Kerala Part 2
11.01.2011 - 14.01.2011
View India, Jan 2011 on jkirsch's travel map.
We had a slightly more relaxed end to our time in Kerala. I say only slightly because our time in Periyar started off with a dawn-to-dusk excursion through the tiger preserve there. We didn’t manage to see any tigers (an incredibly rare occurrence), but we were fortunate enough to spot a group of elephants (we’d ridden a “domesticated” one the day before, but this was way cooler), a pack of wild dogs, some boar, and a bison. We were on foot, so thankfully there was a bit of distance each time – apparently bison can be particularly ornery. The scenery in the park provided quite a backdrop for the day, especially with the preserve almost entirely closed off to humans.
A Little cheesy perhaps, but hey who knows when we'll get another chance?
After Periyar, we were off to a homestay at Philipkutty's farm in the Kerala backwaters, a 4-hour drive along winding two lane roads.
Road to Kumarakom
At this point, it’s probably worth spending a moment to talk about the driving experience in Kerala (and I’m guessing India more generally). Most roads in Kerala are no more than two lanes, and often times only one. I say lanes quite liberally as at any time, all manner of vehicles from large buses to auto-rickshaws and motorbikes are using shoulder, the middle of the road, or the oncoming lane to constantly overtake slower cars, passing inches from other vehicles and people. All this is orchestrated by what seems to be a special language of horns and maneuvers. I would’ve liked to get photos that somehow captured this, but alas I was worried that if I spent to long looking at the tiny screen on my camera, I might lose my lunch. Apparently, starting today some new traffic laws are due to go into effect that will bring errant drivers into line, but I’d say the jury’s out on any lasting impact.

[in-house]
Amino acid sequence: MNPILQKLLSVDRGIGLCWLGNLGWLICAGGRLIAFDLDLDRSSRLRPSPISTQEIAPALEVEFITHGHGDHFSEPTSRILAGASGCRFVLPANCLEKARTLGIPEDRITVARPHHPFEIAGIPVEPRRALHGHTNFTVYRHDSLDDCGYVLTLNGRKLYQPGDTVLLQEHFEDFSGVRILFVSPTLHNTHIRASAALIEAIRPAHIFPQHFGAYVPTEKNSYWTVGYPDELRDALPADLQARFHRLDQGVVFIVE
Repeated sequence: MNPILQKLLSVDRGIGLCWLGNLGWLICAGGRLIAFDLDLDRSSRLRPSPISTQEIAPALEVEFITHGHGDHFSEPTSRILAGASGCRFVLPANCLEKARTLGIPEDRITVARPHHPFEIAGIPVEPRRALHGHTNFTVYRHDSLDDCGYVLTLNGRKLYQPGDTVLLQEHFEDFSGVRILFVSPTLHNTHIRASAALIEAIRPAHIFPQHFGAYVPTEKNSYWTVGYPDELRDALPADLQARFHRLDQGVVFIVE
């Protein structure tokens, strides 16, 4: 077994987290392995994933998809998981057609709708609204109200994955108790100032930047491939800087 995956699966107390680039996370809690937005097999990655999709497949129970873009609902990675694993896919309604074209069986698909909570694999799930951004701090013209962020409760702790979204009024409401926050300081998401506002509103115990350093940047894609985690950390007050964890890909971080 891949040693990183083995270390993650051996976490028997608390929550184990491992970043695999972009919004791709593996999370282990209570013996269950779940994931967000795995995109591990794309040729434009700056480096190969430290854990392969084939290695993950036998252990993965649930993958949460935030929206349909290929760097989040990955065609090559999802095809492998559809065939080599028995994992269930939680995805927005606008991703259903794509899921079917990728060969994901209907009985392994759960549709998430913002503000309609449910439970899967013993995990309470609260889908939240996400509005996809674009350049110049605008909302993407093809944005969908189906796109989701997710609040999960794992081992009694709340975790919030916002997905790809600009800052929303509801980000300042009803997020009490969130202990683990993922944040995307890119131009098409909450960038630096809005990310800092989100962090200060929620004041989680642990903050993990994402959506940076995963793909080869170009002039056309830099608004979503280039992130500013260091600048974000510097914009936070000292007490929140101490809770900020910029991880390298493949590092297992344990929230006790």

So, back on track… We spent our first night in the backwaters at the working Philipkutty's farm on an island in lake Vembamad (the second largest inland lake in India). Besides coconut and cacao, the farm also features six traditional cottages for guests as well as two dachshunds and a Great Dane. The small size gave us a nice opportunity to meet some of the other guests over wonderful meals prepared by the owner’s mother. Overall, the laid back atmosphere at Philipskutty was a welcome change of pace.
On the Move at Philipkutty's
We wrapped up our time in Kerala on an overnight houseboat cruise through the backwaters. My only past experience houseboatin’ was a bachelor party weekend spent on lake Shasta, so this was a decidedly different experience. We spent the afternoon cruising through the canals, stopping off at a village to visit a 500-year old church. We did feel a little silly as there was a crew of three aboard to pilot the boat and prepare food, but they were all low-key and made for a great experience. To top off the cruise, we moored for the evening in a more isolated spot and caught a gorgeous sunset.
As long as our SpiceJet flight isn’t delayed any more, stay tuned for the next update from Delhi. Thanks for reading!